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QM, Heisenberg's motion equations, harmonic oscillator

  1. Apr 20, 2013 #1

    fluidistic

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    Gold Member

    1. The problem statement, all variables and given/known data
    Hi guys, I don't really know how to solve the first part of a problem which goes like this:
    Consider a 1 dimensional harmonic oscillator of mass m, Hooke's constant k and angular frequency ##\omega = \sqrt{\frac{k}{m} }##.
    Remembering the classical solutions, solve the Heisenberg's motion equations for the operators ##\hat x## and ##\hat p##. Why does the quantum evolution match the classical one?


    2. Relevant equations
    Heisenberg's motion equation: ##\frac{dA(t)}{dt}=\frac{i}{h}[\hat H, \hat A (t)]=\frac{i}{h}[\hat H, \hat A](t)##. (eq.1)
    Where ##\hat A(t)=U_t^*AU_t##.
    Where ##U_t=\exp \{ -i\hat H t/\hbar \}##. Since ##\hat H## is self-adjoint, it follows that ##U_t## is unitary. Thus ##U_t^*=U_t^{-1}##. Also ##U_t^*=U_{-t}##.
    3. The attempt at a solution
    From Classical mechanics, ##H=\frac{p^2}{2m}+\frac{m\omega^2 q^2}{2}##.
    This leads to ##\dot p =-m\omega ^2 q## and ##\dot q=\frac{p}{m}##. I know I must solve them but before proceeding, let's see if I can find some similar equations to solve using Heisenberg's motion equations.
    In QM, ##\hat H=\frac{\hat p ^2}{2m}+\frac{m\omega ^2}{2} \hat x##.
    Using eq.1, skipping arithmetical steps I reached that ##\frac{d}{dt} \hat A (t) = \frac{i}{\hbar} \{ \frac{1}{2m} [\hat p ^2 , \hat A](t) +\frac{m \omega ^2}{2} [\hat x ^2 , A](t) \}## where ##\hat p=-i\hbar \frac{d}{dx}## and ##\hat x =x##.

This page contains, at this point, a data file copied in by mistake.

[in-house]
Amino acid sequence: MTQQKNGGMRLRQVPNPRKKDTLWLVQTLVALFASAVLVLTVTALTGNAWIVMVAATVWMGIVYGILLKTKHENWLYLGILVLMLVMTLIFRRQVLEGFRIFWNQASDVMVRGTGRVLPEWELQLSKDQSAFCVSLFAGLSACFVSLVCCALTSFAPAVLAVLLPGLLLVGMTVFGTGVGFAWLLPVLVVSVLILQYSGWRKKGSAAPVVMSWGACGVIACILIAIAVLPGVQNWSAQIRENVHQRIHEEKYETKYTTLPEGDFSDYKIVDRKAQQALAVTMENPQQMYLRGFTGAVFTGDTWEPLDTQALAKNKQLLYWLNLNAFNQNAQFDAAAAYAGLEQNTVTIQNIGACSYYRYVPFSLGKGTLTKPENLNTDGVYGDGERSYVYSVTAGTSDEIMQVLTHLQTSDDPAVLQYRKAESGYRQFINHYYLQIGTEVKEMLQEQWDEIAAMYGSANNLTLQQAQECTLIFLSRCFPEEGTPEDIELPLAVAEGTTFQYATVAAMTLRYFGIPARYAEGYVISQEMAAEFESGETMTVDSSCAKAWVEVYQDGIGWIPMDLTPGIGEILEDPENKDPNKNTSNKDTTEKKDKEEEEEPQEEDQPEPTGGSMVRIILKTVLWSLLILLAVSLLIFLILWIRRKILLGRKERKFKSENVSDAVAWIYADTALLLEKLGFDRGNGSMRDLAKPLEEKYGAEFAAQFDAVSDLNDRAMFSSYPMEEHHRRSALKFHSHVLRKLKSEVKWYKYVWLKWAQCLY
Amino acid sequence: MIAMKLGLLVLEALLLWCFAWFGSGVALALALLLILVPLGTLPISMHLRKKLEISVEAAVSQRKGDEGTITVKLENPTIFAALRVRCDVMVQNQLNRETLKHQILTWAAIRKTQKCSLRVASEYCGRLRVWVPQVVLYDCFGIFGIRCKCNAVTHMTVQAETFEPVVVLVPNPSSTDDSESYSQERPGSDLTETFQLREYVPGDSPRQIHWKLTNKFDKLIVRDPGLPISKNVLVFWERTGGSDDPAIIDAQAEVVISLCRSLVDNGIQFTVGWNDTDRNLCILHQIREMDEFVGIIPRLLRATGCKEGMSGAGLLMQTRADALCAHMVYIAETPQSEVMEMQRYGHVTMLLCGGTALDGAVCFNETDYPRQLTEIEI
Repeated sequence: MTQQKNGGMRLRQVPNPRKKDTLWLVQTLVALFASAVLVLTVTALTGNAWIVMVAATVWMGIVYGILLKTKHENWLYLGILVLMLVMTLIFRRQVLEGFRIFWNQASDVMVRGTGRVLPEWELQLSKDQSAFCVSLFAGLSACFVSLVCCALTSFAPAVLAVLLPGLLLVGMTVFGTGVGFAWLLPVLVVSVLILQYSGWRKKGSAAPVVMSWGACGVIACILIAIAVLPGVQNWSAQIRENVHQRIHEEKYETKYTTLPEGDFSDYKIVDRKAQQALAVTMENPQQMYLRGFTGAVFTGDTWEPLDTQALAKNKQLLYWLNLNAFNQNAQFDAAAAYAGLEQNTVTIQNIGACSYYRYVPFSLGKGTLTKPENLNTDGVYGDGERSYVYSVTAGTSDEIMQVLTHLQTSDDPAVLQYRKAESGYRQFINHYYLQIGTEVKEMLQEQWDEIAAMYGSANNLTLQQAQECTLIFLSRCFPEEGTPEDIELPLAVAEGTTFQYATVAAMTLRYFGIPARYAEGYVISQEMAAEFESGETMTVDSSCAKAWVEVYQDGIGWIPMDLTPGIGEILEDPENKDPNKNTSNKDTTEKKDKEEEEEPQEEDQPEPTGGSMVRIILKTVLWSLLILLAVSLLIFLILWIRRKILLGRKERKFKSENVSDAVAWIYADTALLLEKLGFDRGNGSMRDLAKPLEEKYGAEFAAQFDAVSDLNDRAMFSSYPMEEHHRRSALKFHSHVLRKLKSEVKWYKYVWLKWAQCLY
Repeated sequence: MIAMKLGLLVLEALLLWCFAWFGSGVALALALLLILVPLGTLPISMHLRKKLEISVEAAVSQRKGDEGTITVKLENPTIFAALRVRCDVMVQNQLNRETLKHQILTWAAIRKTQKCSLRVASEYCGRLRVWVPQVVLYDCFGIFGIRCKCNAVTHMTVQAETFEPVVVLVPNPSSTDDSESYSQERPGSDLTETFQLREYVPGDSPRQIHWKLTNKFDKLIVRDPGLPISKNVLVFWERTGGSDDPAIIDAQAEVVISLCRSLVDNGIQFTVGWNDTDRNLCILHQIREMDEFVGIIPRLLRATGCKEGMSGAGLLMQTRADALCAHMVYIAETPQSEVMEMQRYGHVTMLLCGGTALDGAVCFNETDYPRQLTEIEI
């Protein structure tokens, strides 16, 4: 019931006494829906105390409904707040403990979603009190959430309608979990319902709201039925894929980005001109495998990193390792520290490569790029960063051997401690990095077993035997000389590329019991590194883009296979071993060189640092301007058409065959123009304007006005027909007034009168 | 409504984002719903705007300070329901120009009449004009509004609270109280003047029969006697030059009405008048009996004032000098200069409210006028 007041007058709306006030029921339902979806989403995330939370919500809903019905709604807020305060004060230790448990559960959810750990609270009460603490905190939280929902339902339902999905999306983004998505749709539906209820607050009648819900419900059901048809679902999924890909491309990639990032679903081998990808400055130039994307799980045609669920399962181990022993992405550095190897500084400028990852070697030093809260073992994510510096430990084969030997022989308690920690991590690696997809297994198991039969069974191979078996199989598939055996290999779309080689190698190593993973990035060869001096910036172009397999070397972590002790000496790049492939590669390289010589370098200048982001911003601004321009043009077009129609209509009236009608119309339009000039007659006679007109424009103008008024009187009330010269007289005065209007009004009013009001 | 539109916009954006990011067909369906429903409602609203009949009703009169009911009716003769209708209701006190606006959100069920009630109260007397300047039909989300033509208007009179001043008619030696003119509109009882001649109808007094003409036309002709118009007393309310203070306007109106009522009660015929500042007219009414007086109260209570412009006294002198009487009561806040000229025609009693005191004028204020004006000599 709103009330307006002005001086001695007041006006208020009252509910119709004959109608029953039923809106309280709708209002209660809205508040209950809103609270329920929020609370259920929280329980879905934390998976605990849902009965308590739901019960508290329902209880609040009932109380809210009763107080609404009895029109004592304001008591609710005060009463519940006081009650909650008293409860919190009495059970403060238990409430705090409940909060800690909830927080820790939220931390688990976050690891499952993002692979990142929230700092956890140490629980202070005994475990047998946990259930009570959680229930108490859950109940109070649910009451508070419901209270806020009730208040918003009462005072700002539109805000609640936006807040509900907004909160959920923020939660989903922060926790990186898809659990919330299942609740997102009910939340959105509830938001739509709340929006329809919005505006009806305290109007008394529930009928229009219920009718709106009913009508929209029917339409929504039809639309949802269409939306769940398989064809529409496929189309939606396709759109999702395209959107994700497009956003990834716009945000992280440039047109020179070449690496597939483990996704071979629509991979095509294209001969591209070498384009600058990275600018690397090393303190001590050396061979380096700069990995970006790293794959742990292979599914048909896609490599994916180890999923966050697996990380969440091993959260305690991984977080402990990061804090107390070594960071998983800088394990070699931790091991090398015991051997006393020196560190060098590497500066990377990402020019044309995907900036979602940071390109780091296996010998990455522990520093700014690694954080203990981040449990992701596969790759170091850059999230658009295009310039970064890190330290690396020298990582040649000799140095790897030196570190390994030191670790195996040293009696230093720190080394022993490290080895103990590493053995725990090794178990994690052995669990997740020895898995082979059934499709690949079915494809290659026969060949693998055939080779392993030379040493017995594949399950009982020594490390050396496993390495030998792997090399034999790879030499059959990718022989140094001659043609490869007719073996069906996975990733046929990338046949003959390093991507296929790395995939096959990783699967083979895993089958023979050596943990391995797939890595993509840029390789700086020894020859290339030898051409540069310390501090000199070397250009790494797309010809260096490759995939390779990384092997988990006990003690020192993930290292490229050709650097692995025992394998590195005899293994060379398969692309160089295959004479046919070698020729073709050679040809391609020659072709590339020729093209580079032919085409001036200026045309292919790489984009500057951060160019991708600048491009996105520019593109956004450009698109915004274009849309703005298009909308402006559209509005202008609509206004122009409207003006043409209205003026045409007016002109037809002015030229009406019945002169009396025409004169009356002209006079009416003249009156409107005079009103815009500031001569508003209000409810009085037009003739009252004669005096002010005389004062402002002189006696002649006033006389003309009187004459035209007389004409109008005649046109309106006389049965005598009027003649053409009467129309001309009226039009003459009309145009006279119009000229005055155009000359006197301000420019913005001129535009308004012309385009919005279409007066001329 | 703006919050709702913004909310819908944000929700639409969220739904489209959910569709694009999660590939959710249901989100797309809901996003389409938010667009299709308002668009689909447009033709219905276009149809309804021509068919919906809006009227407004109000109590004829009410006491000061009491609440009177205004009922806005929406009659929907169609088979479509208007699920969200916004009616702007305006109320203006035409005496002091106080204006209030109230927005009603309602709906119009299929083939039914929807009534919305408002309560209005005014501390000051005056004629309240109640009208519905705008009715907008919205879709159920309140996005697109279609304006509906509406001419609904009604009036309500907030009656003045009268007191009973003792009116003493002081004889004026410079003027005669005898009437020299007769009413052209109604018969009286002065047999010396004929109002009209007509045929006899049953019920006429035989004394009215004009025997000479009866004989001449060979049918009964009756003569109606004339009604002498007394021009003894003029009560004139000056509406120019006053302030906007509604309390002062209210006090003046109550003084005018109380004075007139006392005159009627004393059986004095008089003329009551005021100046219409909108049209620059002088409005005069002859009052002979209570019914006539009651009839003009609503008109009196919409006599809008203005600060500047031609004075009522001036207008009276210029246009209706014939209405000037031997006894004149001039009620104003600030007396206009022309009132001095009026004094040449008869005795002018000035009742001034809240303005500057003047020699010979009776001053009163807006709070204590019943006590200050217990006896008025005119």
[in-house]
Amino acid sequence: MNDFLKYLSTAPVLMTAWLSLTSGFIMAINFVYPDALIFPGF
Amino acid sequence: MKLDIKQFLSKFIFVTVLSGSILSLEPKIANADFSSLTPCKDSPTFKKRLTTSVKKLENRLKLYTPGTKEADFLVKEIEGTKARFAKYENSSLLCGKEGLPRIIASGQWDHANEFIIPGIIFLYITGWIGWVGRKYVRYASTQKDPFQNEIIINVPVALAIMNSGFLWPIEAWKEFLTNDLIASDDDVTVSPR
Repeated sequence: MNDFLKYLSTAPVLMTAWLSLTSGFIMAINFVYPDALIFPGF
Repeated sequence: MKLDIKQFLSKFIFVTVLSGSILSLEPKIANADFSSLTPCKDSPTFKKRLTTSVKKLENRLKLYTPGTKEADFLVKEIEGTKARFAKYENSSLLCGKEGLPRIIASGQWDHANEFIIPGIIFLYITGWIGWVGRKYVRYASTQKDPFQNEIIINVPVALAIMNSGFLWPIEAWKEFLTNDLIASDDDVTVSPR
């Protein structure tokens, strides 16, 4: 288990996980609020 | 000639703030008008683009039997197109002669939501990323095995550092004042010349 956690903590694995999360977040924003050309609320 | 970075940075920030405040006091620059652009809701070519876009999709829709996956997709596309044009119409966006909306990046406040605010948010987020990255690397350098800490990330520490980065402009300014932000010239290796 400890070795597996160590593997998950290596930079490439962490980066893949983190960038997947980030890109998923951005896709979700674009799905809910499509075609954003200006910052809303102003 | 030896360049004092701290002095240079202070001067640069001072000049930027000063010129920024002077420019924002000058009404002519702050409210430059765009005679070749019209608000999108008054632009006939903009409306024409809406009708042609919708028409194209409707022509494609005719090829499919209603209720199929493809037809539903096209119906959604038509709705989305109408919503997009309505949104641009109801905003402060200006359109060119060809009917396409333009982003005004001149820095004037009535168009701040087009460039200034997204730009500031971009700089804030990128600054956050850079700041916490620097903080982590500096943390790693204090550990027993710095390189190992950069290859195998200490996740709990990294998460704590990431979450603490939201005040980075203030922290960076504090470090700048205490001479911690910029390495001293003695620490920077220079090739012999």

Now, replacing ##\hat A## by ##\hat x##, I get that ##\frac{d\hat x}{dt}=\frac{i}{\hbar} \{ \frac{1}{2m}[\hat p^2,\hat x](t) \}=\frac{i}{2m\hbar}(-\hat x \hat p^2)(t)=-\frac{i}{2m\hbar}U_t^* (\hat x \hat p ^2)U_t##.
    Here I am unsure of my step. I think that it's worth ##-\frac{i}{2m\hbar}U_t ^* U_t \hat x \hat p^2=-\frac{i}{2m\hbar} \hat x \hat p ^2##.
    So I get the differential equation ##\frac{d\hat x}{dt}=-\frac{i}{2m\hbar}\hat x \hat p ^2## which differs from the one of classical mechanics for ##\dot q##. I don't know what I did wrong.

    Similarly for ##\frac{d \hat p}{dt}##, I found that it's worth ##\frac{m \omega ^2 }{2}(\hat x \hat p -1)## which again does not match the DE of CM.
    I guess my approach is wrong?
    I would like any pointer. Thank you.
     
  2. jcsd
  3. Apr 21, 2013 #2

    BruceW

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    Homework Helper

    I don't think this step is correct. try checking this again.
     
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